Now, I’m not a mystic by any means, and for a long time, I have bristled against people trying to “use” prayer to fix things, as though God were sitting in some cubicle somewhere, just waiting for the order to come in. I’ve always tried to treat prayer with a far more respectful and careful approach. Prayer isn’t a tool of mine – it’s an avenue of conversation with the God of the Universe. In that conversation, I do know that God expects me/us to share both the joys we have experience, and the needs and fears that seem to surround us. They aren’t shared, however, to get God to work for us – they are instead, the opening of our hearts, and coming to wait upon God’s love and care for us, as God sees fit. For me to approach prayer in this manner, it means I leave it all with God. I know before and beyond all else, that I am a beloved child of God, and it will all be well, whatever the “well” comes to be. Anything else, and my prayers become demands, and the tendency to begin thinking that God has pleased me, or disappointed me. That kind of ego and demanding heart does more to destroy my relationship with God than anything else I could do. So I choose not to do that, and to offer my needs and hopes into God’s care, and then wait patiently and hopefully for that Amazing Grace to present itself as I discover my life truly in God’s hands.
So, to hear Cheri’s mom yesterday morning sounding like the woman we have known and cared for over so many years was simply an affirmation, not that God “obeyed me,” but rather that all along, God has loved and cared for us all. Does this mean that Cheri’s mom won’t die? No – the diagnosis is starkly in front of us all. And it doesn’t mean that there won’t again be times of pain and discomfort and other bad things, but God also knows that. It becomes then a time, not measured in the passing of days, but a holy time where we wait to see God’s presence and power and peace. That for me is the greatest expression of faith that we can offer in return.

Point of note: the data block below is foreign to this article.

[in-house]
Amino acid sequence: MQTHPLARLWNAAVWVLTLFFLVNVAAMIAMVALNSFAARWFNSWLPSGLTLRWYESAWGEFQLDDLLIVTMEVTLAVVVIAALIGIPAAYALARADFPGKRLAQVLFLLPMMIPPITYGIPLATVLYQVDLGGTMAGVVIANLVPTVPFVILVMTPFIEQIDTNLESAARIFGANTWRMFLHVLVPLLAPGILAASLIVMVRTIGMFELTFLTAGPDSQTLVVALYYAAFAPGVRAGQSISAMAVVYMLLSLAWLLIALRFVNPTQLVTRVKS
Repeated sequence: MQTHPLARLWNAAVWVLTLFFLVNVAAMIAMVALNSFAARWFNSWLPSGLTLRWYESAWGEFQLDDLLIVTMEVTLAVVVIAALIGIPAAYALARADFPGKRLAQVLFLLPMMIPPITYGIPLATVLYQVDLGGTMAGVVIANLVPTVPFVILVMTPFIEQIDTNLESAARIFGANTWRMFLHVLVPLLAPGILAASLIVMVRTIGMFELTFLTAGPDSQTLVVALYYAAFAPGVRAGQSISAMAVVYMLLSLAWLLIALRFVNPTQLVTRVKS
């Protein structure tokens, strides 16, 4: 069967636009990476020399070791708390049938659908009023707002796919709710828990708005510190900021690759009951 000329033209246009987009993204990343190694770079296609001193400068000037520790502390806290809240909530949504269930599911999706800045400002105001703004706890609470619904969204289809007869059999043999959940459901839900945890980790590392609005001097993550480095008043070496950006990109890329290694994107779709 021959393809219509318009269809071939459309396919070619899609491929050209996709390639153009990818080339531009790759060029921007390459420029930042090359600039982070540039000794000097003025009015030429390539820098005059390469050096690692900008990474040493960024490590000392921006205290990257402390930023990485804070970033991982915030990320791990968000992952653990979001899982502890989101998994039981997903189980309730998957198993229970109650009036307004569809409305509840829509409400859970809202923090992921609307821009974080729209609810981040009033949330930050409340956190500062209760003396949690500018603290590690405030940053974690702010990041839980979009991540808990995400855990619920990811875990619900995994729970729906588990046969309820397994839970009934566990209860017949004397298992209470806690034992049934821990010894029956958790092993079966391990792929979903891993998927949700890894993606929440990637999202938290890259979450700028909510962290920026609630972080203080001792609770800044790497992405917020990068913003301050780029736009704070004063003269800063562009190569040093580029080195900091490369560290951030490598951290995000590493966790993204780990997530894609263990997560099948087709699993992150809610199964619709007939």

I hope, if you are in a time of challenge and concern in your own life, that you will take time to also think of how this can be a time for you to grow and reaffirm your own faith through your own prayers. Of course, it goes without saying that your prayer on behalf of Cheri’s mom would be a sweet gift.
Word for the day: deliquesce. Pronounced dell-uh-KWEEZ. Hidden in the word, from Latin, is one of our normal everyday words: liquid. Liquere is “to be or become liquid.” De-liquescere, therefore, really means “to melt away.” Usually deliquesce is a chemical or natural change as something moves from solid to liquid, but it also is used when we talk about things we hold on to pretty tightly, like opinions or fears or desires for revenge. Then something happens, and it just feels as though it all deliquesces – it just melts away, or fades away, or doesn’t really matter anymore. It’s nice when that is able to happen…
After 43 years of ministry, Randy Cross lived his "fourth life" and shared about retirement, living boldly and intentionally in our world. To be sure, there was some North Dakota thrown in.